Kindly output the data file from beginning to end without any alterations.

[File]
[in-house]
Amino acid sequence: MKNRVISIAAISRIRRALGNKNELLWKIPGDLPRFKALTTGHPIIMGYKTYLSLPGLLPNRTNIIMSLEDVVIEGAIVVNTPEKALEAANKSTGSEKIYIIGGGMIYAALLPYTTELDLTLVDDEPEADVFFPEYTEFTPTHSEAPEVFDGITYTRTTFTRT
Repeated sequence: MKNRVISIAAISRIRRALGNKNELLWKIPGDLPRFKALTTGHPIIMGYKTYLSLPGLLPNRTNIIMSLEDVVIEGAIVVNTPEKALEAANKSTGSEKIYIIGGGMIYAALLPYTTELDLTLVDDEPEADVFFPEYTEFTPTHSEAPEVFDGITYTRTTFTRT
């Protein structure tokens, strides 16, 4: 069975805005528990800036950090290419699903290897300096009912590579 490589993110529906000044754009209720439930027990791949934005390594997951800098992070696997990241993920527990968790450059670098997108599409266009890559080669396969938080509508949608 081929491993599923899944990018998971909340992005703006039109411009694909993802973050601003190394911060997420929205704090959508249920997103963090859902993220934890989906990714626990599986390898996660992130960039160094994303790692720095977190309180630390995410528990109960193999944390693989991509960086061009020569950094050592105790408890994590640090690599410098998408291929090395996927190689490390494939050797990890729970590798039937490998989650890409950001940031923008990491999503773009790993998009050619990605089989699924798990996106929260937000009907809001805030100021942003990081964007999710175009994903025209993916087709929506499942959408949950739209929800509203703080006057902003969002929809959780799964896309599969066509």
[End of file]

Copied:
[in-house]
Amino acid sequence: MKNRVISIAAISRIRRALGNKNELLWKIPGDLPRFKALTTGHPIIMGYKTYLSLPGLLPNRTNIIMSLEDVVIEGAIVVNTPEKALEAANKSTGSEKIYIIGGGMIYAALLPYTTELDLTLVDDEPEADVFFPEYTEFTPTHSEAPEVFDGITYTRTTFTRT
Repeated sequence: MKNRVISIAAISRIRRALGNKNELLWKIPGDLPRFKALTTGHPIIMGYKTYLSLPGLLPNRTNIIMSLEDVVIEGAIVVNTPEKALEAANKSTGSEKIYIIGGGMIYAALLPYTTELDLTLVDDEPEADVFFPEYTEFTPTHSEAPEVFDGITYTRTTFTRT
């Protein structure tokens, strides 16, 4: 069975805005528990800036950090290419699903290897300096009912590579 490589993110529906000044754009209720439930027990791949934005390594997951800098992070696997990241993920527990968790450059670098997108599409266009890559080669396969938080509508949608 081929491993599923899944990018998971909340992005703006039109411009694909993802973050601003190394911060997420929205704090959508249920997103963090859902993220934890989906990714626990599986390898996660992130960039160094994303790692720095977190309180630390995410528990109960193999944390693989991509960086061009020569950094050592105790408890994590640090690599410098998408291929090395996927190689490390494939050797990890729970590798039937490998989650890409950001940031923008990491999503773009790993998009050619990605089989699924798990996106929260937000009907809001805030100021942003990081964007999710175009994903025209993916087709929506499942959408949950739209929800509203703080006057902003969002929809959780799964896309599969066509």